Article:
1. B. Lee Peterlin, Andrea L. Rosso, Michelle A. Williams, Jason R. Rosenberg, et al. "Episodic Migraine and obesity and the influence of age, race and sex." Neurology. Published online before print September 11, 2013. doi: 10.1212/WNL.0b013e3182a824f7 Neurology 10.1212/WNL.0b013e3182a824f7.


  • AudreyB
    6 years ago

    Always interested to see possible connections among my three chronic conditions: obesity, migraine, and depression.

    The meds for each target similar brain chemicals, so I suspect a connection exists.

  • lara
    6 years ago

    I don’t know, my BMI is 21 (alterntates between 20.5 and 21), my hip to waist ratio is extremely healthy and my body fat is just fine. I’m 45 and obesity is not a factor. I also suffer from chronic migraine.

    No, I don’t have an eating disorder.

  • caradrouin
    6 years ago

    What does this really mean? I don’t mean to be offensive, but ask people to question. Always. (and really, I love statistics)

    –Obesity causes an increase in migraine….
    –Migraine causes obesity….
    –Migraine and obesity have a common cause…..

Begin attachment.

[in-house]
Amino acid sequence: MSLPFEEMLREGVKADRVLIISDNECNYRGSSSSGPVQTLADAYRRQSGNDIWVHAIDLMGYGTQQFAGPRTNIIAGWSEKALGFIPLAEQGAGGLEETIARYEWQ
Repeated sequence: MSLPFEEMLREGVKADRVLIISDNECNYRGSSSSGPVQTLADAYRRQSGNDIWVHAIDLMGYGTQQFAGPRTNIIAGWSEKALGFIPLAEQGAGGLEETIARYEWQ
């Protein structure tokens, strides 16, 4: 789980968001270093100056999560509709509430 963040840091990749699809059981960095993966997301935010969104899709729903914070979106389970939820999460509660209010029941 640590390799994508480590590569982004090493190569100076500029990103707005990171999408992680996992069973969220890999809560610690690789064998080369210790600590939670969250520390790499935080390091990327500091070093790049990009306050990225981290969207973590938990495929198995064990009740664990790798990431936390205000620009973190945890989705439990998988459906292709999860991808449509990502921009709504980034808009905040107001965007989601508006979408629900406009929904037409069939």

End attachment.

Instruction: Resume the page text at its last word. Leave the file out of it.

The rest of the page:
How does this compare to Obesity and Disability? My guess is that it’s about the same. Decrease in shopping/food prep time also means less ability to make healthy dietary choices.

    How does this compare to Income/Obesity? What if that’s the real connection? This has already been established. Lower income Americans have greater obesity. Maybe this is what we are looking at. Do disabled people have lower incomes? Migraineurs often spend more money on meds. Anyone who pays out-of-pocket for triptans knows this can impact finances significantly. Migrainuers often have trouble working full time.

    These kinds of studies do not yield as much info as people like to think. Statistics are easy to generate, very difficult to interpret. Especially with nested variables.

  • Diana-Lee author
    6 years ago

    Any given study can only examine so many parameters. Yes, these are good questions, but to expect them all to be answered by one study isn’t realistic. We have to start somewhere and build and build on the data we get.

    The answer to your questions about cause and effect are that we don’t yet know.

    We do know disabled people have much lower incomes. But we’re not talking about disabled people / Migraineurs in this study. We’re talking about people with episodic Migraine.

  • simplygourdjus
    6 years ago

    Great info! Thank you.

  • Diana-Lee author
    6 years ago

    Thanks! I think this study could be an important building block in learning more about Migraine.

  • AmyBabee
    6 years ago

    Thanks Dana for the info. Who or what, if I may ask, is ICHD-II?

  • Diana-Lee author
    6 years ago

    ICHD is the diagnostic criteria for Headache Disorders established by the International Headache Society.

    I hope this helps!

  • Poll